The ZONE genre worldwide books movies
the science fiction
fantasy horror &
mystery website
home  articles  profiles  interviews  essays  books  movies  competitions  guidelines  issues  links  archives  contributors  email

John Constantine - Hellblazer: All His Engines
Mike Carey and Leonardo Manco
Vertigo / Titan hardcover $24.95 / £19.99

review by Tony Lee
Spoiler Alert!
Not having read any Hellblazer stuff before, I'm uncertain how this book's story fits into the overall Constantine / Hellblazer 'universe', but I enjoyed its mix of suitably ghastly shocks and twisted sense of humour. Basically, John Constantine is a kind of private investigator of the occult, a "blue collar warlock" - according to creator Alan Moore. He's a superhero (or accurately, perhaps, an antihero) in the manner of Sam Spade meets Dr Strange. Constantine has been haunted by demons since his childhood in 1960s' Liverpool (where his dad warns him: "If you see any more ghosts, my fucking belt is coming off to you."), and for his latest 'case' in present day South London, Constantine - as a friend of the Chandler family, is asked to find out what's happened to their inexplicably comatose young daughter Tricia.

Turns out that poor little Trish's soul has been snared in a 'womb of night' by an unknown but utterly callous dark entity, and Constantine's inquiry leads him to a boulevard in Los Angeles where he finds something truly awful in a rundown mansion's swimming pool. What our chain-smoking, wisecracking, rumpled trenchcoat wearing, devil-cursed con-man eventually uncovers is a weird 'turf war' between assorted demons and netherworld fiends that seems to threaten every mortal soul with a new hell on Earth. There's a violent punch-up in a bloody slaughterhouse, a meeting with varied freaky monsters in a disused church, a grimly amusing joke in a funeral parlour where Constantine reminds an overambitious 'death god' of its own 'vocational' duties and, for the grand finale, a murderous game of voodoo 'chicken' in a Seattle hospital.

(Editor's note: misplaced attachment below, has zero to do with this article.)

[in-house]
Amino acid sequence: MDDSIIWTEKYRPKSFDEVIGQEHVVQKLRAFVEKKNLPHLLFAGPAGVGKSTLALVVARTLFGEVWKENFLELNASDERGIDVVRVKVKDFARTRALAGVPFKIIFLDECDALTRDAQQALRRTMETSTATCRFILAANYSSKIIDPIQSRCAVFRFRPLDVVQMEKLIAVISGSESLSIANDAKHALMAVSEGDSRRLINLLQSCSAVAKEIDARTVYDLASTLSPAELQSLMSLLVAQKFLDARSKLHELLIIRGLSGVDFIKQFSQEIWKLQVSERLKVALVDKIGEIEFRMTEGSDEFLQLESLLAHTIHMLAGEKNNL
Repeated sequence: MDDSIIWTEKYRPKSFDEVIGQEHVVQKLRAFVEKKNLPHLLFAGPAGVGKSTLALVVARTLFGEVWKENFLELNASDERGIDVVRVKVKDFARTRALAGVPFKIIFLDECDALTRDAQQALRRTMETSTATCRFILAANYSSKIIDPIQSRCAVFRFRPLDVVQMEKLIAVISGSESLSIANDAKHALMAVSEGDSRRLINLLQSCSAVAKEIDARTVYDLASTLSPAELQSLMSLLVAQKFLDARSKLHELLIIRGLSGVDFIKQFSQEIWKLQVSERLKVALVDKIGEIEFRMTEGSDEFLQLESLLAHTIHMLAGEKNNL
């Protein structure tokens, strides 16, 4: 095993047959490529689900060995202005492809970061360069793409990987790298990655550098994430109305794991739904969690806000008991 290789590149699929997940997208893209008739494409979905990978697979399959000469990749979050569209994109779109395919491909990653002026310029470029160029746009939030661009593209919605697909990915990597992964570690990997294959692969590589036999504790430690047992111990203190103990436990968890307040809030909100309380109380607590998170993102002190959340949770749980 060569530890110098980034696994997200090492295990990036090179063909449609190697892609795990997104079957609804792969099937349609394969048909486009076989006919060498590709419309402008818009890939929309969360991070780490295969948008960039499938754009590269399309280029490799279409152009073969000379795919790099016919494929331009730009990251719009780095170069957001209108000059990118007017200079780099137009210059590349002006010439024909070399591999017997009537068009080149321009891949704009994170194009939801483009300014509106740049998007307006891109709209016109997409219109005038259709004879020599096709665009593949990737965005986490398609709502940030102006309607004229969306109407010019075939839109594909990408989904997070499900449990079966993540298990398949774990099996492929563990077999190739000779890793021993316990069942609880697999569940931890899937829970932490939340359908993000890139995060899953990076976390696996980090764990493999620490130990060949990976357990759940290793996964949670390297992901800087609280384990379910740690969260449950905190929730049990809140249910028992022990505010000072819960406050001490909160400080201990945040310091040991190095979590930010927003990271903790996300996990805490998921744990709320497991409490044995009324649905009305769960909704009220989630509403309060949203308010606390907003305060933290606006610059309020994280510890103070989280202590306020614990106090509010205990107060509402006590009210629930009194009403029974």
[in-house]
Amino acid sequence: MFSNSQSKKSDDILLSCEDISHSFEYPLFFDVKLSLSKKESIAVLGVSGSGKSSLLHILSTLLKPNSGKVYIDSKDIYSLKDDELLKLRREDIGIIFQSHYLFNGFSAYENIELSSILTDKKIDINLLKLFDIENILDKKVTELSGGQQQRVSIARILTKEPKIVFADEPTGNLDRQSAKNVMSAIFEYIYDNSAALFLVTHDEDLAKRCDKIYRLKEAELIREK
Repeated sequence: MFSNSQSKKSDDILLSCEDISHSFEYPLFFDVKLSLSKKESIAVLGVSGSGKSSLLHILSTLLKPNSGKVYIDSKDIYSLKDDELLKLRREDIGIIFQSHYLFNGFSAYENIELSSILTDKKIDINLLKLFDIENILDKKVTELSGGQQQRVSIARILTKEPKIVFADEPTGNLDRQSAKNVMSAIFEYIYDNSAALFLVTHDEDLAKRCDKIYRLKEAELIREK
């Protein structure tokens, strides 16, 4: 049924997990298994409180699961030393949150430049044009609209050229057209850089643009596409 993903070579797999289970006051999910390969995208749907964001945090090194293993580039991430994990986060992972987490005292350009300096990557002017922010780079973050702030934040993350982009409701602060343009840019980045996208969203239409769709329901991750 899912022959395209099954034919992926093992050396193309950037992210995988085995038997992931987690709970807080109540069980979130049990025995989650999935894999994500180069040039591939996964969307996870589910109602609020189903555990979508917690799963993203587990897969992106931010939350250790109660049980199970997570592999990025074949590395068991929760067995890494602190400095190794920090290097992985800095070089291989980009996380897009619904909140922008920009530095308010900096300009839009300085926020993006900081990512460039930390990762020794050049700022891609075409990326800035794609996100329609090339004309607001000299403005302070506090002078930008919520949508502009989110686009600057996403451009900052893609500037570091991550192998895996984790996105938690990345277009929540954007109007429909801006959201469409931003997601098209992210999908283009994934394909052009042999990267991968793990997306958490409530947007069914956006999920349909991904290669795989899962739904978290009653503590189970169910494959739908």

"Some bugger's messing with my head. And they'd better hope I don't catch them at it."

Despite the transatlantic narrative, it's all very obviously British in tone, but I doubt this particular cultural aspect will crossover into the Hollywood movie starring Keanu Reeves. Much of the book's philosophically stoical dialogue is frequently comprised of hardboiled scouser levity, so belying the world-weary yet infinitely stubborn Constantine's efforts to drag around the soul-wrecking baggage of his amoral past. Yet, contrary to logic, it's this very burden of grief, regret and lonely shame that actually enables Constantine to carry, or at least chivvy along, the main plot, regardless of this story's profound concerns. We are in the realm of a streetwise magician, so ordinary commonsense does not function here. John Constantine remains a formidable yet nonchalant presence throughout the poignantly everyday misery and bizarre horrors (while his best mate gets off with the pretty girl, our hero is left alone to summon demons in bug-infested hotel room). He's a working class magus blessed with a savvy post-punk attitude, and on the basis of this quietly disturbing tale, I think, Constantine is one of the most fascinating, if sorrowful, champions in comicdom.
John Constantine - Hellblazer: ALl His Engines

Please support this
website - buy stuff
using these links:
Send it
W.H. Smith

home  articles  profiles  interviews  essays  books  movies  competitions  guidelines  issues  links  archives  contributors  email
copyright © 2001 - 2005 Pigasus Press